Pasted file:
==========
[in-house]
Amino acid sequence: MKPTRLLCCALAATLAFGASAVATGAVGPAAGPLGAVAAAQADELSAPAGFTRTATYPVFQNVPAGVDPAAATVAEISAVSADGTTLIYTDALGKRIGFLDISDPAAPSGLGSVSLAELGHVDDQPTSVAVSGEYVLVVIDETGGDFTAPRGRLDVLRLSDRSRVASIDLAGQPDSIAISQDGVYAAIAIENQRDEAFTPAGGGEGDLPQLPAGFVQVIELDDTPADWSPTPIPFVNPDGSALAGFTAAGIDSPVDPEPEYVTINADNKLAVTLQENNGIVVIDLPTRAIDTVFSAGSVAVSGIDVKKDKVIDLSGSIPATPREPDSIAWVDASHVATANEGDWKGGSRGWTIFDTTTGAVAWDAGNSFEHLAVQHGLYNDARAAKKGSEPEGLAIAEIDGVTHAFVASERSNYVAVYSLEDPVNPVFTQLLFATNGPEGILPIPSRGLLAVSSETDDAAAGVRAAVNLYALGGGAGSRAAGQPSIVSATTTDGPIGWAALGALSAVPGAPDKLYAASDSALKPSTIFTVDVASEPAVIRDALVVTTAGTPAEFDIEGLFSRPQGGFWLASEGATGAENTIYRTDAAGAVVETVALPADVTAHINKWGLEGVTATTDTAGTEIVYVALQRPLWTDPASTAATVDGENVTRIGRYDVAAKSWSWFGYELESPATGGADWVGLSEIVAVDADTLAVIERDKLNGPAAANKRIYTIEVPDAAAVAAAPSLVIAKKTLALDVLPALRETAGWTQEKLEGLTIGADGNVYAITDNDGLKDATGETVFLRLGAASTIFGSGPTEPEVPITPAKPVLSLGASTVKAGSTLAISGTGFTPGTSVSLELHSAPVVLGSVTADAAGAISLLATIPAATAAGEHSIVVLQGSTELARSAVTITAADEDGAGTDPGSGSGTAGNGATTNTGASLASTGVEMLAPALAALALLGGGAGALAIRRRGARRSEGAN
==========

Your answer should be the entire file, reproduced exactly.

[in-house]
Amino acid sequence: MKPTRLLCCALAATLAFGASAVATGAVGPAAGPLGAVAAAQADELSAPAGFTRTATYPVFQNVPAGVDPAAATVAEISAVSADGTTLIYTDALGKRIGFLDISDPAAPSGLGSVSLAELGHVDDQPTSVAVSGEYVLVVIDETGGDFTAPRGRLDVLRLSDRSRVASIDLAGQPDSIAISQDGVYAAIAIENQRDEAFTPAGGGEGDLPQLPAGFVQVIELDDTPADWSPTPIPFVNPDGSALAGFTAAGIDSPVDPEPEYVTINADNKLAVTLQENNGIVVIDLPTRAIDTVFSAGSVAVSGIDVKKDKVIDLSGSIPATPREPDSIAWVDASHVATANEGDWKGGSRGWTIFDTTTGAVAWDAGNSFEHLAVQHGLYNDARAAKKGSEPEGLAIAEIDGVTHAFVASERSNYVAVYSLEDPVNPVFTQLLFATNGPEGILPIPSRGLLAVSSETDDAAAGVRAAVNLYALGGGAGSRAAGQPSIVSATTTDGPIGWAALGALSAVPGAPDKLYAASDSALKPSTIFTVDVASEPAVIRDALVVTTAGTPAEFDIEGLFSRPQGGFWLASEGATGAENTIYRTDAAGAVVETVALPADVTAHINKWGLEGVTATTDTAGTEIVYVALQRPLWTDPASTAATVDGENVTRIGRYDVAAKSWSWFGYELESPATGGADWVGLSEIVAVDADTLAVIERDKLNGPAAANKRIYTIEVPDAAAVAAAPSLVIAKKTLALDVLPALRETAGWTQEKLEGLTIGADGNVYAITDNDGLKDATGETVFLRLGAASTIFGSGPTEPEVPITPAKPVLSLGASTVKAGSTLAISGTGFTPGTSVSLELHSAPVVLGSVTADAAGAISLLATIPAATAAGEHSIVVLQGSTELARSAVTITAADEDGAGTDPGSGSGTAGNGATTNTGASLASTGVEMLAPALAALALLGGGAGALAIRRRGARRSEGAN